This meant that my introduction to the wider world of Nintendo franchises really started here and no game served as a better starting place than Super Smash Bros. Melee.
Being able to play as Pikachu and beat the snot out of Mario, Link and even other characters I had never seen before like Fox and Samus was not only extremely fun but also enlightening. I needed to know where these mysterious characters came from and eventually led to me discovering Star Fox, Metroid, and more.
Not only was the GameCube impressively powerful for it’s time, but it really appealed to me due to being weirdly quirky.
The tiny discs, the handle attached to the console for no real reason, the functionality with certain Game Boy Advance games by attaching them to the system with a Link Cable – I love stuff like this, and it gave the system a real sense of identity that hasn’t quite been matched since.
At the end of the day though, you know that any console which has an official first party bongo controller is going to be a blast.
You don’t see PlayStation offering that, do you?
A Link To The Past – Jason Brown, Retro Gaming Expert
Despite the excitement of receiving a Sega Master System and a nice little pile of games to accompany it on one chilly Christmas in the late 80s, my fondest Christmas gaming memory has to be related to The Legend of Zelda: A Link to the Past in 1992.
Though I’d love to pretend that I was blown away by the game as I started playing it on the 25th of December, that wouldn’t be quite true.
I’d actually seen a friend play the game at his house a few months before Christmas. The absolutely stunning, incredibly atmospheric intro sequence – which felt genuinely cinematic in those days – took my breath away.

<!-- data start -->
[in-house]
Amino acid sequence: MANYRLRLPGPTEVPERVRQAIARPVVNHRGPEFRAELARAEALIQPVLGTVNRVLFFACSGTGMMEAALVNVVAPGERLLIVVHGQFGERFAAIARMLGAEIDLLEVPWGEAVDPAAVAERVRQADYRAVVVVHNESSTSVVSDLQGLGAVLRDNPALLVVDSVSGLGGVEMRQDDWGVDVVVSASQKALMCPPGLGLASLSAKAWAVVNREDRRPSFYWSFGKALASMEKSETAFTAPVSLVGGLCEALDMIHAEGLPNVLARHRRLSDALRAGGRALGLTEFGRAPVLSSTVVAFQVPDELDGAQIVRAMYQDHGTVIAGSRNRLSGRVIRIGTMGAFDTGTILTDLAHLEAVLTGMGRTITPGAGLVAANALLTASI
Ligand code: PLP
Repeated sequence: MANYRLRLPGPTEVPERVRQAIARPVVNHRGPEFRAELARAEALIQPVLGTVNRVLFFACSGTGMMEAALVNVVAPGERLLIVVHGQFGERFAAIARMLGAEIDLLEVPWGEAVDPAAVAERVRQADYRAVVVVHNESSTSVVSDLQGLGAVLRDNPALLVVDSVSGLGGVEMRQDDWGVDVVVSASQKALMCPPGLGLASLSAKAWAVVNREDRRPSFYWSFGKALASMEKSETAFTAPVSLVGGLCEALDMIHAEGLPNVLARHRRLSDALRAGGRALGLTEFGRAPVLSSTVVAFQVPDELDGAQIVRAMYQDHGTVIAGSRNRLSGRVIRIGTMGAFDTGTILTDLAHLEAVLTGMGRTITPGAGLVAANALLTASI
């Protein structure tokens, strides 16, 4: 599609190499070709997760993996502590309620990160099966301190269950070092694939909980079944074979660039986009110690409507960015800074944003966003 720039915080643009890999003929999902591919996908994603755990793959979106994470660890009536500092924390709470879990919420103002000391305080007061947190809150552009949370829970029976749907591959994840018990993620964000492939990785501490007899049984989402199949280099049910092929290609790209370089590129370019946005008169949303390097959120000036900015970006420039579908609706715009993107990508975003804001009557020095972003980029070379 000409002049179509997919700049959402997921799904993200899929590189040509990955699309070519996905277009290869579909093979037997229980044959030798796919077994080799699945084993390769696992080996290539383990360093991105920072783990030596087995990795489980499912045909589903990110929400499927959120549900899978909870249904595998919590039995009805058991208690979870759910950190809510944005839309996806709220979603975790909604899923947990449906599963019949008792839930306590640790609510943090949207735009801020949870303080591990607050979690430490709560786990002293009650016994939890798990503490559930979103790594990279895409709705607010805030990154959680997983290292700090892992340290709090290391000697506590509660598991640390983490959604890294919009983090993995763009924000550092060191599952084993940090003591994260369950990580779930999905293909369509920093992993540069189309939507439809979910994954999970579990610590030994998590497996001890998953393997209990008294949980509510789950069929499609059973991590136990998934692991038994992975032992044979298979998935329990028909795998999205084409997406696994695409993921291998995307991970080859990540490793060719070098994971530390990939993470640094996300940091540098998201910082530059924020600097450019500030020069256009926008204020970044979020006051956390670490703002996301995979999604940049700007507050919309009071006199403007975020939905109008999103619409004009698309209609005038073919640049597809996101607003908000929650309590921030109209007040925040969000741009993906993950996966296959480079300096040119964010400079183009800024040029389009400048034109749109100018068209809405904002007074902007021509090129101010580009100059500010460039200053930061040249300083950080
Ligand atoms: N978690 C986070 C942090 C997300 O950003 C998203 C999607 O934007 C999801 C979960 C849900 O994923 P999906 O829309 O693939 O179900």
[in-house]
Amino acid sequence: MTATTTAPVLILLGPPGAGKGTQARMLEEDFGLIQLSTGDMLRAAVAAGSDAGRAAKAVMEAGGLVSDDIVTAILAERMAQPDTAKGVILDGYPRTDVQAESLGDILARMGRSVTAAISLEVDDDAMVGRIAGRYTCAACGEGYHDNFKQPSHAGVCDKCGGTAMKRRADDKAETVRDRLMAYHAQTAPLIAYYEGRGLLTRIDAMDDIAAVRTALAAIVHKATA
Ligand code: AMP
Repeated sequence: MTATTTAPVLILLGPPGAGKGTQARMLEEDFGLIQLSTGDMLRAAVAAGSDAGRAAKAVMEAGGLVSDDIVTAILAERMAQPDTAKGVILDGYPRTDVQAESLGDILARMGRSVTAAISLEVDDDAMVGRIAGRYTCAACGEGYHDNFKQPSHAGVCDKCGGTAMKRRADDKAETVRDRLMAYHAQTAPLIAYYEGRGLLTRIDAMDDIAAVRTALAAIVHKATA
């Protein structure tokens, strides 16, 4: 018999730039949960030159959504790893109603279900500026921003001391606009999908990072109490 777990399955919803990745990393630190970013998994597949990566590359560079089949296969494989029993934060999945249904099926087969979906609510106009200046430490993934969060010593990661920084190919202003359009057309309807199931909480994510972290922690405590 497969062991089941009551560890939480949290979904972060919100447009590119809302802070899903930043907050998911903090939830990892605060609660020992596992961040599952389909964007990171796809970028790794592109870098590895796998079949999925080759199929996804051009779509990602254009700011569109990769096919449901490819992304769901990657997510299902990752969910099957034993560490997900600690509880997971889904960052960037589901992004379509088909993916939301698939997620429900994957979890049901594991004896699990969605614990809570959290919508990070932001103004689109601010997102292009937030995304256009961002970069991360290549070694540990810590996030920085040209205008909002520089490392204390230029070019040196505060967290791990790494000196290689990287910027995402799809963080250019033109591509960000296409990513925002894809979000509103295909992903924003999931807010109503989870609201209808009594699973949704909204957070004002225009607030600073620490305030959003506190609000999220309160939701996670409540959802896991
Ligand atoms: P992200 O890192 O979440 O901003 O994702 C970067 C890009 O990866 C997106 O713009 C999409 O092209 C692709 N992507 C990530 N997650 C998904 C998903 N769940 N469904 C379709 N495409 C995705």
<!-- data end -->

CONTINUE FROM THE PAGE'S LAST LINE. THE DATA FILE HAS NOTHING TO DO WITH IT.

This intro – in which your Uncle ventures out into the torrential rain in the middle of the night, responding to a telepathic cry for help from the imprisoned Princess Zelda – convinced me that I didn’t just want A Link to the Past; I needed it.
Which is what led to me requesting it for Christmas in the first place – and I spent the Christmas holidays playing it every single day, for hours on end, barely leaving the SNES during my waking hours.
I was utterly absorbed in the vivid, open and huge worlds – both Light and Dark – contained on the cartridge.
The game still holds a very special place in my heart; once I’d finished it, no other game on the SNES quite matched up to the experience.
Arguably, few games ever since, on any console, have reached those heady heights for me.
Christmas 1992 will almost certainly always be the best Christmas I ever had; all thanks to my SNES and The Legend of Zelda: A Link to the Past.
Pokemon Crystal – Jacob Woodward, Writer
Christmas is always a special time when you’re a kid, especially if you get those all-important games you’ve been craving.
The one that sticks out to me as being the pinnacle of my childhood was Pokemon Crystal.
After already playing Pokemon Red, Blue, and Yellow (trading each one in after one another just to get the next colour variant), when the second generation of titles were announced it wasn’t a want, it was a need.
When Crystal was up for release in November 2001 in the UK, it was the main thing I added to my Christmas list.
Having to wait over a month to even get the chance of playing it was killing me but something one must go through as a child who spent all their cash on Pokemon Cards instead…
When the all-important day arrived, there were other goodies such as a Team Rocket theme deck, a couple of other toys, and the usual chocolate goodness, but no Pokemon Crystal in the pile.
After all was unwrapped, I was given one last present that was hidden and saved to the end – a small square shaped box, very Game Boy game like.
You guessed it, it was Pokemon Crystal.
From that point I was glued to my Game Boy Color, paired with worm light and magnifier to get the best picture possible on the non-backlit screen.
It was played long into the night, nurturing my little Cyndaquil into the beastly Typhlosion and beyond.
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Seb Santabarbara has bought every Nintendo console that has ever been released in his 34 years on Planet Earth. His favourite game franchise is Zelda, and he’s patiently waiting for Banjo-Kazooie to come back to the fold. When he’s not playing games, he’s travelling the world in his self-converted camper van.